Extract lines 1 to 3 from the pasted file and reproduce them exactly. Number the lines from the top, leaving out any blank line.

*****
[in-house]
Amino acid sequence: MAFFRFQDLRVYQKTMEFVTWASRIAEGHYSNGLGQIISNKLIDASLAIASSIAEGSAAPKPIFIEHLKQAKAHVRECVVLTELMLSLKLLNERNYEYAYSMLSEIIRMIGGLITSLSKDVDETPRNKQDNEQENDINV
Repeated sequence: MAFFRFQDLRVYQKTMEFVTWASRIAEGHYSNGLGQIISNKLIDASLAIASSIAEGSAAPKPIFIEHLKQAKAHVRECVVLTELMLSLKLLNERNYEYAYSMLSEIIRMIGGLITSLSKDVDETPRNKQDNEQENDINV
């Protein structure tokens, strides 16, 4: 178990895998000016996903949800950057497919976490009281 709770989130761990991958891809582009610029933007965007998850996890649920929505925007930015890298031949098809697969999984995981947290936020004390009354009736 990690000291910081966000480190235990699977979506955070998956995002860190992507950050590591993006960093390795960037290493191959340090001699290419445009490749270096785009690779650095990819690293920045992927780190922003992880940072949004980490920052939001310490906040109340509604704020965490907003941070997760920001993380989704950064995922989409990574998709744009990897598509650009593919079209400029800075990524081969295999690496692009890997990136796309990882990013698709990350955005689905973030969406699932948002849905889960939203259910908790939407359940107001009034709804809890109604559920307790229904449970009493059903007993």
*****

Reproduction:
[in-house]
Amino acid sequence: MAFFRFQDLRVYQKTMEFVTWASRIAEGHYSNGLGQIISNKLIDASLAIASSIAEGSAAPKPIFIEHLKQAKAHVRECVVLTELMLSLKLLNERNYEYAYSMLSEIIRMIGGLITSLSKDVDETPRNKQDNEQENDINV
Repeated sequence: MAFFRFQDLRVYQKTMEFVTWASRIAEGHYSNGLGQIISNKLIDASLAIASSIAEGSAAPKPIFIEHLKQAKAHVRECVVLTELMLSLKLLNERNYEYAYSMLSEIIRMIGGLITSLSKDVDETPRNKQDNEQENDINV